WORLD UK local elections - what are they and why do they matter?


UK local elections - what are they and why do they matter?


20:50, May 08, 2021

A man leaves the polling station after voting in London, Thursday, May 6, 2021. AP Photo/Frank Augstein

Conservatives, Labour, Holyrood and the Senedd - don't worry, we know the UK's local politics can be confusing. But as results trickle in from one of the most important elections in recent times, CGTN Europe breaks down the main races for you and sheds some light on what they might mean.


The big one to watch is the Scottish parliamentary elections. Although the United Kingdom has a central government based mostly in the capital London, some power is devolved to the three other countries that make up the UK - Scotland, Wales and Northern Ireland.

There are 129 members of the Scottish parliament based in Holyrood in the capital Edinburgh. Parties need to win 65 seats to rule with a majority.

The Scottish National Party led by Nicola Sturgeon has vowed to push for a second independence referendum if it gets enough seats, saying she would offer Scotland "the choice of a better future".

If it doesn't win outright, it can form a coalition with other parties which also want an independent Scotland - most likely the Green Party.

By Saturday morning the SNP had won 39 of the 48 seats announced. The expectation is that even if it falls short, there will be a pro-independence majority.

That will not go down well with UK prime minister Boris Johnson, who told the Daily Telegraph a second referendum on the issue in the current context would be "irresponsible and reckless".

The last referendum in 2014 saw voters narrowly choose to remain part of the UK, with 55 percent opting to remain in the union.


Like in Scotland, the current ruling party in Wales has done well in these elections. That's the Labour party, led by Mark Drakeford, who's also the first minister.

The Welsh assembly is known as the Senedd and is based in the capital Cardiff, where 60 seats were up for grabs in Thursday's election. Labour had already won half of them by Saturday morning. That means it has equaled its best ever result and is set to hold on to power.

There were calls for Welsh independence spearheaded by the nationalist Plaid Cymru party. It won nine seats on Friday - far short of the majority needed to govern.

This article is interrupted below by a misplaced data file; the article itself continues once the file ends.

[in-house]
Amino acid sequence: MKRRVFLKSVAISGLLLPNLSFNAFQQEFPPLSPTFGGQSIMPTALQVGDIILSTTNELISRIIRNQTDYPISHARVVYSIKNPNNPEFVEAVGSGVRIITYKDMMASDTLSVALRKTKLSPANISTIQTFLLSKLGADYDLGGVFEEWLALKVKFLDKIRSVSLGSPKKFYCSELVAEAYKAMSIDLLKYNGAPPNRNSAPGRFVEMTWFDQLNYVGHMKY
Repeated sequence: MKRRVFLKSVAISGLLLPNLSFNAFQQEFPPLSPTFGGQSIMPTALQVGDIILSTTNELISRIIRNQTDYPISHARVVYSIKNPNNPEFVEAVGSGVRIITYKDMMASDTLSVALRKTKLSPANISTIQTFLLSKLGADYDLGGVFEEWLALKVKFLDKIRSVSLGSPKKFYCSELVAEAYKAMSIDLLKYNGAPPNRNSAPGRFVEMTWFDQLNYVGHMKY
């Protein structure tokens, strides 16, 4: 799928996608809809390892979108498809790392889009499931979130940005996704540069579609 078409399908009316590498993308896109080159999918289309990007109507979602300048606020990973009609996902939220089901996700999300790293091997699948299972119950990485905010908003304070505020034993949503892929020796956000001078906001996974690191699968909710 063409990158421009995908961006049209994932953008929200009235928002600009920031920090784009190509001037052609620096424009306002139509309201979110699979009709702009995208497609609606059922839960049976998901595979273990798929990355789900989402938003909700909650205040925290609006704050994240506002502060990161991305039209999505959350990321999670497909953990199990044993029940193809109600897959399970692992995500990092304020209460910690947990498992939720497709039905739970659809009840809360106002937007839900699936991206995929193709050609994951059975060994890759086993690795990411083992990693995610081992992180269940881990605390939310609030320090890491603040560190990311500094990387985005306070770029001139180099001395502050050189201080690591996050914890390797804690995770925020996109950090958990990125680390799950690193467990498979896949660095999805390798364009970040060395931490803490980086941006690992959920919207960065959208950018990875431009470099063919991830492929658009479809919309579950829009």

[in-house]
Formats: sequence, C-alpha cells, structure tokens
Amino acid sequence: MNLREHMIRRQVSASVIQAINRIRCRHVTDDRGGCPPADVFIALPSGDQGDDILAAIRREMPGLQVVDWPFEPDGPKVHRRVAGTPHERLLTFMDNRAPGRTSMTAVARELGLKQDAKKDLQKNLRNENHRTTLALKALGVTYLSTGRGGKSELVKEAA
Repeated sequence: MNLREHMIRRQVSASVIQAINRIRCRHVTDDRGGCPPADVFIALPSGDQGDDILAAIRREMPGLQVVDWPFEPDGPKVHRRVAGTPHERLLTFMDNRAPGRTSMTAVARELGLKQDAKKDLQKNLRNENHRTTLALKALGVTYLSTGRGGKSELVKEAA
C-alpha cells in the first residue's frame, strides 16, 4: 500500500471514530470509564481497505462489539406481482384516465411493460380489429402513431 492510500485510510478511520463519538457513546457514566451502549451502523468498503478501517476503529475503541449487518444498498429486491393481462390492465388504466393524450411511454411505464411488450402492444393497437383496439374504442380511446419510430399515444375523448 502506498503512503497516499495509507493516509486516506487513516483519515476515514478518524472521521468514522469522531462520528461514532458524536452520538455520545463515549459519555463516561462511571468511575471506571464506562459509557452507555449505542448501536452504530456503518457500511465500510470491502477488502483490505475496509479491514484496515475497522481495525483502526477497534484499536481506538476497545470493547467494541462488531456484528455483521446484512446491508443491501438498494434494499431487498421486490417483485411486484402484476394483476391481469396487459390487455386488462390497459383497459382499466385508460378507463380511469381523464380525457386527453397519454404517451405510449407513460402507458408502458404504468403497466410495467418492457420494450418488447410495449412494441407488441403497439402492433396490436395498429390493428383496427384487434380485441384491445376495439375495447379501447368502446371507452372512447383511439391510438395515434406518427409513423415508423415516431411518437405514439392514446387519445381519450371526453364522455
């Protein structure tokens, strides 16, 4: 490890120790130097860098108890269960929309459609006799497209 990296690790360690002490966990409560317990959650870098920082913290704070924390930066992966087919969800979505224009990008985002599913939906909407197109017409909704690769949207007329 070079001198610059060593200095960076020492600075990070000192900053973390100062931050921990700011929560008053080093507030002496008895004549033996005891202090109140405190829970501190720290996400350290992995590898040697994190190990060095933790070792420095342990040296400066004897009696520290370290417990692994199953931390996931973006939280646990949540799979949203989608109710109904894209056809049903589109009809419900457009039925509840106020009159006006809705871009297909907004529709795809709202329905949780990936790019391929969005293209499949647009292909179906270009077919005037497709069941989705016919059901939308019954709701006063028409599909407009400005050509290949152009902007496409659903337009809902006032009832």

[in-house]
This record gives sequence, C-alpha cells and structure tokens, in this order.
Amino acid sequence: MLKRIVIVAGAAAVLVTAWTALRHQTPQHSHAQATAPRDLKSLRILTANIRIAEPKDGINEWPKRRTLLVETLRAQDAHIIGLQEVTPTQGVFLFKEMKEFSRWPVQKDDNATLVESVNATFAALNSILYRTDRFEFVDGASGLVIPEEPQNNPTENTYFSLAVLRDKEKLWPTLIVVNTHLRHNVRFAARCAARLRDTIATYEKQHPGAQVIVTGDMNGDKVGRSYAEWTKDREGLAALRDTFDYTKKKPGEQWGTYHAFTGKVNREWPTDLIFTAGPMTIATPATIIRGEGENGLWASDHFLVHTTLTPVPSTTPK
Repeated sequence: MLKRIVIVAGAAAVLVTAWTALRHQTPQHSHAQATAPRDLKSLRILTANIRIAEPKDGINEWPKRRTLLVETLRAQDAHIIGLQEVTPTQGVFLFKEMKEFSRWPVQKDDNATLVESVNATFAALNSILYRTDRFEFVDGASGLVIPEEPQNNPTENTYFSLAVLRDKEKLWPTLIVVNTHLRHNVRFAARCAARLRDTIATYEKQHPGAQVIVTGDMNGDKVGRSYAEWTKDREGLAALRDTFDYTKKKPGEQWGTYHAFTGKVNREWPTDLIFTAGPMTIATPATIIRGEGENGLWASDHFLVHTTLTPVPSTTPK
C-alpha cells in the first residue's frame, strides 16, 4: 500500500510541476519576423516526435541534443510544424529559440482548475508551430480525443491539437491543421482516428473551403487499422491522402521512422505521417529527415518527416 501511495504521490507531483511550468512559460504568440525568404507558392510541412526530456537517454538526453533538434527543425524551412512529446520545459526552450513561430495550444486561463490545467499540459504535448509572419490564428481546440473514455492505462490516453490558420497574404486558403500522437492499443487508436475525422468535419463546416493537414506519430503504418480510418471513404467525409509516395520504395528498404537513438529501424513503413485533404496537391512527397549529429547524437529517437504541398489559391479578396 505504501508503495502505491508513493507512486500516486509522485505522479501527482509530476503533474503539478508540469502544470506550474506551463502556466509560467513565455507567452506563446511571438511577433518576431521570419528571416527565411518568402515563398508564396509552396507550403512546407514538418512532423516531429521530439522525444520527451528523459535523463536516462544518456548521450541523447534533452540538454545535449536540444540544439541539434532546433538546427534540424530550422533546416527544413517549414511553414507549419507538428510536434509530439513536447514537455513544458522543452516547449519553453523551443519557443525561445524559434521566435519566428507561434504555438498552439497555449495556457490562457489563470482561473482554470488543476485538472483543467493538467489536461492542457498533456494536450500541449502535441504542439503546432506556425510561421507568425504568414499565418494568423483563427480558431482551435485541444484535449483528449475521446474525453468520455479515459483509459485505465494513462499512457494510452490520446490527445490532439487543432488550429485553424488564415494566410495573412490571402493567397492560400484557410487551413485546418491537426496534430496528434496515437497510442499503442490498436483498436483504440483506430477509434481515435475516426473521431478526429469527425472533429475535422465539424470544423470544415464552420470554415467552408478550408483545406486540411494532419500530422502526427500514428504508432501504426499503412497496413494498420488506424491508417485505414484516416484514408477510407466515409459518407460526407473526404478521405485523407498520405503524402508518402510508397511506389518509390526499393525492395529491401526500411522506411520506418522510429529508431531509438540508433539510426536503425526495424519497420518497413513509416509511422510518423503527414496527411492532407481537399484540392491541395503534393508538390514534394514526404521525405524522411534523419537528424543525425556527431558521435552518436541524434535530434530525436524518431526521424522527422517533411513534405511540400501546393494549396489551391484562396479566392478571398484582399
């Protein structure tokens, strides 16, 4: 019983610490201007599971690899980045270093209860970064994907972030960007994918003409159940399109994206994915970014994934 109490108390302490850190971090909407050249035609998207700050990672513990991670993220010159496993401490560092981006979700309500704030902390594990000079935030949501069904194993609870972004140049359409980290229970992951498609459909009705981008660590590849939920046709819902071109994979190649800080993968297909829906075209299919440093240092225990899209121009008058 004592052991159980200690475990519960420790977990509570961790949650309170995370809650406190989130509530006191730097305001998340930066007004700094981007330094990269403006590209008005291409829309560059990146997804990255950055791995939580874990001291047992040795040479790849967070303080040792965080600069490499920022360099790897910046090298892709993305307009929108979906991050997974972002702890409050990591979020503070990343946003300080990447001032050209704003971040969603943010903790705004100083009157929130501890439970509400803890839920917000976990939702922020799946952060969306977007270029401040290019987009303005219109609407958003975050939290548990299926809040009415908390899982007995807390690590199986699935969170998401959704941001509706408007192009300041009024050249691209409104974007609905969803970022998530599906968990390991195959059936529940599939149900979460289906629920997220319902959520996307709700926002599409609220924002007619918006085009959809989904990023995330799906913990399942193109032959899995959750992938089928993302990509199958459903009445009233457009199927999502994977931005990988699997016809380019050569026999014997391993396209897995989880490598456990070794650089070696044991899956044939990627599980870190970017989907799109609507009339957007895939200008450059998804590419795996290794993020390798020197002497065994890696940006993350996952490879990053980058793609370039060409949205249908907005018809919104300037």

British Prime Minister Boris Johnson arrives at a polling station with his partner Carrie Symonds to cast his vote in local council elections in London, Thursday. AP Photo/Matt Dunham

England local councils

In terms of scale, most of Thursday's elections were in England - the UK's most populous nation.

Around 5,000 seats were voted for in 143 local councils across the country. Prime minister Boris Johnson's Conservative party has done well in the early results.

After 89 councils announced ballots, the so-called Tories had already won seven more councils, and added 159 councilors on those bodies making local decisions. In contrast, the Labour party had lost 192 councilors and lost control of four councils.

The results follow a similar trend in the 2019 general election when Boris Johnson secured a record victory by picking up traditional Labour seats promising to deliver Brexit. Then, he faced Jeremy Corbyn as leader of the main opposition. Now it's Keir Starmer, who's faced a backlash from within his party following the latest results.

Starmer said he was "bitterly disappointed" but insisted he "will take full responsibility for fixing things".

Who's the winner overall?

That depends who you ask. Nicola Sturgeon will insist a majority for parties backing independence means she can move ahead with a strong mandate. Don't expect any rapid changes though.

Sturgeon has made clear the priority will be dealing with the ongoing "Covid crisis" and recovery from it, but if the results go her way, the issue of an independent Scotland will raise its head again, to the dismay of Boris Johnson.

That brings us on to the other main winner, the UK prime minister. Ahead of these elections, he faced a series of allegations around his government's behavior and his own personal conduct. Voters seem to have shrugged off those concerns and opted for more of the same.

Although they don't have the global significance of a general election, these votes do offer a glimpse of public opinion on the major parties. And so far, it's a resounding thumbs up for Johnson.

One interesting aspect is that in all three nations, there's been a trend of incumbents doing well. That's rare in these sorts of votes, but one thing all three leaders have benefited from is how quickly COVID-19 vaccines have been rolled out.

The coronavirus offering British politicians a ratings boost; who would've thought that just 12 months ago?

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